• To improve effectiveness of local government
    • 8. Who Should Have One?
      • GFOA says that audit committees are as important for smaller governments as they are for larger ones
      • GFOA urges every governing body, no matter how small, to establish an audit committee
    • 9. Typical Responsibilities
      • Report regularly and promptly to the Board regarding matters within the scope of the Committee charge
      • Oversee the financial reporting and disclosure process
      • Review the financial statements of the town with the auditor
    • 10. More to do…
      • Monitor the effectiveness of the town’s internal control procedures
      • Ensure the Town has policy and controls to prevent fraud, waste, and abuse
      • Review the conduct and adequacy of the audit
      • Review audit findings and the corrective action steps required to correct them
    • 11. And more…
      • Investigate audit issues that appear to need investigation
      • Other duties the Select Board may determine
      • Create an annual report to the Select Board of how the committee discharged its duties and met its responsibilities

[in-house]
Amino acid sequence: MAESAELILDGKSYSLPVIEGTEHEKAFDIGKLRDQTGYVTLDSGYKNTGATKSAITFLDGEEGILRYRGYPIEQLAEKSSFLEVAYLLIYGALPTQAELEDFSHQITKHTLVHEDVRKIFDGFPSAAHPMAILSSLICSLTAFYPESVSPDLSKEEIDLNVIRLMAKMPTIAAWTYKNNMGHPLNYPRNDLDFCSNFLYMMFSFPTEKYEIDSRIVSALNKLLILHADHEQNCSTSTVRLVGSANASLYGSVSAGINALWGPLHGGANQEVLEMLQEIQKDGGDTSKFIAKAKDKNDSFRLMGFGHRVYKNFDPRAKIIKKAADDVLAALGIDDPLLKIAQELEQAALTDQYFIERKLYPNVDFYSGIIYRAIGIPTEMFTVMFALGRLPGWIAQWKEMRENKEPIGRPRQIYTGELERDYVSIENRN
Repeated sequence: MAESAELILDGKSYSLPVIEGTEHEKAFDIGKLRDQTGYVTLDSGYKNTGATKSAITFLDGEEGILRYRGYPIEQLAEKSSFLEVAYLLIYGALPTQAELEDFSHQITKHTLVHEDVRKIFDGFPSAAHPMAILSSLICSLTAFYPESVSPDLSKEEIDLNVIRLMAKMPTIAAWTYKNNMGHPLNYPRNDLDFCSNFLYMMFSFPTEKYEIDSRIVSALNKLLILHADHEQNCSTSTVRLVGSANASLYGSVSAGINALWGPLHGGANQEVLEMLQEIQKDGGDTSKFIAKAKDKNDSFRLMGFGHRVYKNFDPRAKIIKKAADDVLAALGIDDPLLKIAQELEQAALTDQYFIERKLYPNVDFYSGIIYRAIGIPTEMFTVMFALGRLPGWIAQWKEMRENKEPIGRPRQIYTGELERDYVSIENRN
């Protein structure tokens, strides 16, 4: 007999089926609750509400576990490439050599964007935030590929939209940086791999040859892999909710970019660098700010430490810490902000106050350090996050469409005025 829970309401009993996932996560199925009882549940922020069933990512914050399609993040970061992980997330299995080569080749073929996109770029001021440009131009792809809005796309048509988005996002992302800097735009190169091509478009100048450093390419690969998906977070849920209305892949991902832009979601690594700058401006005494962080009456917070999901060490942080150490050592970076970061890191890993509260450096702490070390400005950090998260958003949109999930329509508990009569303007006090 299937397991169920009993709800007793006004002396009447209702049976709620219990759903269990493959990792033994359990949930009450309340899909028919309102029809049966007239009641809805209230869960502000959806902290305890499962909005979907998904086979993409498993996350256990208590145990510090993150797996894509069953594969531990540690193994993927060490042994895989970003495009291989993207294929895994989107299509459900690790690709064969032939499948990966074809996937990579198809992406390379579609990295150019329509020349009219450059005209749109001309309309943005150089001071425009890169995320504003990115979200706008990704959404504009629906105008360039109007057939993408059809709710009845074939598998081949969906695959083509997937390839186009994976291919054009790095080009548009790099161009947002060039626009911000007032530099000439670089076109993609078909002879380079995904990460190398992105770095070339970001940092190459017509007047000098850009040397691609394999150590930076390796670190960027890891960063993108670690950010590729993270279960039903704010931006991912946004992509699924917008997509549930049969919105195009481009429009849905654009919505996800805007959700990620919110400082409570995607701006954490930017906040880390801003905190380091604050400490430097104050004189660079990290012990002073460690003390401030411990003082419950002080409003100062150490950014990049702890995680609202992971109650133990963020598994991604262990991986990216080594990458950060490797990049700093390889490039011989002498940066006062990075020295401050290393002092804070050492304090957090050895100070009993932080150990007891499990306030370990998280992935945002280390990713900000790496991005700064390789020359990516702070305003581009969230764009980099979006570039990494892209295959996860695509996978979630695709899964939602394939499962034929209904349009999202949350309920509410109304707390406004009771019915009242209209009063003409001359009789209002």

• 12. Benefits
      • Audit committee can focus specifically on issues related to fiscal accountability, internal controls, and financial reports
      • Increases communication between auditors and governing boards about audit objectives and results
      • Helps preserve objectivity and independence of the financial statement audit
      • Can also monitor corrective actions for Board.
      • Small towns – assist in segregation of duties issues
    • 13. The Concerns:
      • Possible higher audit costs due to extra time required from audit firm
      • May be hard to find qualified volunteers
      • More staff time likely for treasurer and other staff
      • Less control of audit by management
      • Open meeting law for committee would be a concern to some
      • Might slow down audit
    • 14. What about you?
      • Do you have an audit committee?
      • Most cities and towns do not – yet.
      • UVM does. Vt. State College system does.
      • State of Vermont does not.
      • How about other types of committees?
    • 15. Recommended Audit Committee Make-up
        • Members should possess experience in Accounting, Finance, Law or General Management
        • A majority of audit committee members should be selected from outside of management
        • No officer of the town or member of any board, commission or other committee of the town, whether elected or appointed should be a member of the committee
        • No town employee or school employee shall be a member of the committee
        • The committee should be small enough to operate efficiently – no fewer than 5 and no more than 7